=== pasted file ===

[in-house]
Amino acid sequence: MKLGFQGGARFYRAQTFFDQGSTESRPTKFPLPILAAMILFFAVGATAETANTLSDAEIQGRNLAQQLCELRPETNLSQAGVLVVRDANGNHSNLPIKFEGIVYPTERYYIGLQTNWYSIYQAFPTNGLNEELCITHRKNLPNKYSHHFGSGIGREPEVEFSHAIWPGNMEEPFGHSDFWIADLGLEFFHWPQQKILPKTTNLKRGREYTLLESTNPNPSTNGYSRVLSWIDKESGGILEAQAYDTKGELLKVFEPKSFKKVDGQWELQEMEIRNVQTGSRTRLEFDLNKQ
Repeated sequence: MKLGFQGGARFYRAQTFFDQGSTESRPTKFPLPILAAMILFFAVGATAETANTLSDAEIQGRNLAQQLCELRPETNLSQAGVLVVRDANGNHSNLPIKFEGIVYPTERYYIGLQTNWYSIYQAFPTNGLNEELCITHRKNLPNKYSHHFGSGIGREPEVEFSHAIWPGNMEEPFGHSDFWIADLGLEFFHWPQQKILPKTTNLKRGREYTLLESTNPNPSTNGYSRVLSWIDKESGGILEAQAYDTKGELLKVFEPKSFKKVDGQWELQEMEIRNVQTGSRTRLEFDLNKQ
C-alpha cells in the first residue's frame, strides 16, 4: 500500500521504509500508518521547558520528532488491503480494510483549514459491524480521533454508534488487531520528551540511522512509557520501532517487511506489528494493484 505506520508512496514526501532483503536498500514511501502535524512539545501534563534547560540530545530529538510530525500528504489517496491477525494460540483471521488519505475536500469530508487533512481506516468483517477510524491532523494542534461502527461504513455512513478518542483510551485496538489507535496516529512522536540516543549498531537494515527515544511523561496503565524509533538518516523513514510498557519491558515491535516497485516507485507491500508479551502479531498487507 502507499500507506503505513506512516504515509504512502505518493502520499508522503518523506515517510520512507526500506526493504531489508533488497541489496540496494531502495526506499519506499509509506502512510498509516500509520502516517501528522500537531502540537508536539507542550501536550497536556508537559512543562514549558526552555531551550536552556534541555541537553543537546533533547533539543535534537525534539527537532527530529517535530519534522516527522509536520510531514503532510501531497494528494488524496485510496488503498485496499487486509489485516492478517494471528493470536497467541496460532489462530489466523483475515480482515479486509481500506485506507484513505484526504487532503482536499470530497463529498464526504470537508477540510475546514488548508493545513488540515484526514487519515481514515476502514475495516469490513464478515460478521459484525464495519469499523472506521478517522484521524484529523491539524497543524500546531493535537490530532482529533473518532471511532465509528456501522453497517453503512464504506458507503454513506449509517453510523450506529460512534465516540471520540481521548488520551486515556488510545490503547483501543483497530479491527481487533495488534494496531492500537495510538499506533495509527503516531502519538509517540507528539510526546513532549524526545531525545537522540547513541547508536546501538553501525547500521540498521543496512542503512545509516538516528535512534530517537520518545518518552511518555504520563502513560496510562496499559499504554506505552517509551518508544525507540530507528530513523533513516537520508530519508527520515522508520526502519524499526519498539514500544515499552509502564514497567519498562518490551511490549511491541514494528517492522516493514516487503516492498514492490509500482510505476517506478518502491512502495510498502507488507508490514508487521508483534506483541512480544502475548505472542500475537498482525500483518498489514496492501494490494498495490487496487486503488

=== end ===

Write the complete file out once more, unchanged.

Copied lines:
[in-house]
Amino acid sequence: MKLGFQGGARFYRAQTFFDQGSTESRPTKFPLPILAAMILFFAVGATAETANTLSDAEIQGRNLAQQLCELRPETNLSQAGVLVVRDANGNHSNLPIKFEGIVYPTERYYIGLQTNWYSIYQAFPTNGLNEELCITHRKNLPNKYSHHFGSGIGREPEVEFSHAIWPGNMEEPFGHSDFWIADLGLEFFHWPQQKILPKTTNLKRGREYTLLESTNPNPSTNGYSRVLSWIDKESGGILEAQAYDTKGELLKVFEPKSFKKVDGQWELQEMEIRNVQTGSRTRLEFDLNKQ
Repeated sequence: MKLGFQGGARFYRAQTFFDQGSTESRPTKFPLPILAAMILFFAVGATAETANTLSDAEIQGRNLAQQLCELRPETNLSQAGVLVVRDANGNHSNLPIKFEGIVYPTERYYIGLQTNWYSIYQAFPTNGLNEELCITHRKNLPNKYSHHFGSGIGREPEVEFSHAIWPGNMEEPFGHSDFWIADLGLEFFHWPQQKILPKTTNLKRGREYTLLESTNPNPSTNGYSRVLSWIDKESGGILEAQAYDTKGELLKVFEPKSFKKVDGQWELQEMEIRNVQTGSRTRLEFDLNKQ
C-alpha cells in the first residue's frame, strides 16, 4: 500500500521504509500508518521547558520528532488491503480494510483549514459491524480521533454508534488487531520528551540511522512509557520501532517487511506489528494493484 505506520508512496514526501532483503536498500514511501502535524512539545501534563534547560540530545530529538510530525500528504489517496491477525494460540483471521488519505475536500469530508487533512481506516468483517477510524491532523494542534461502527461504513455512513478518542483510551485496538489507535496516529512522536540516543549498531537494515527515544511523561496503565524509533538518516523513514510498557519491558515491535516497485516507485507491500508479551502479531498487507 502507499500507506503505513506512516504515509504512502505518493502520499508522503518523506515517510520512507526500506526493504531489508533488497541489496540496494531502495526506499519506499509509506502512510498509516500509520502516517501528522500537531502540537508536539507542550501536550497536556508537559512543562514549558526552555531551550536552556534541555541537553543537546533533547533539543535534537525534539527537532527530529517535530519534522516527522509536520510531514503532510501531497494528494488524496485510496488503498485496499487486509489485516492478517494471528493470536497467541496460532489462530489466523483475515480482515479486509481500506485506507484513505484526504487532503482536499470530497463529498464526504470537508477540510475546514488548508493545513488540515484526514487519515481514515476502514475495516469490513464478515460478521459484525464495519469499523472506521478517522484521524484529523491539524497543524500546531493535537490530532482529533473518532471511532465509528456501522453497517453503512464504506458507503454513506449509517453510523450506529460512534465516540471520540481521548488520551486515556488510545490503547483501543483497530479491527481487533495488534494496531492500537495510538499506533495509527503516531502519538509517540507528539510526546513532549524526545531525545537522540547513541547508536546501538553501525547500521540498521543496512542503512545509516538516528535512534530517537520518545518518552511518555504520563502513560496510562496499559499504554506505552517509551518508544525507540530507528530513523533513516537520508530519508527520515522508520526502519524499526519498539514500544515499552509502564514497567519498562518490551511490549511491541514494528517492522516493514516487503516492498514492490509500482510505476517506478518502491512502495510498502507488507508490514508487521508483534506483541512480544502475548505472542500475537498482525500483518498489514496492501494490494498495490487496487486503488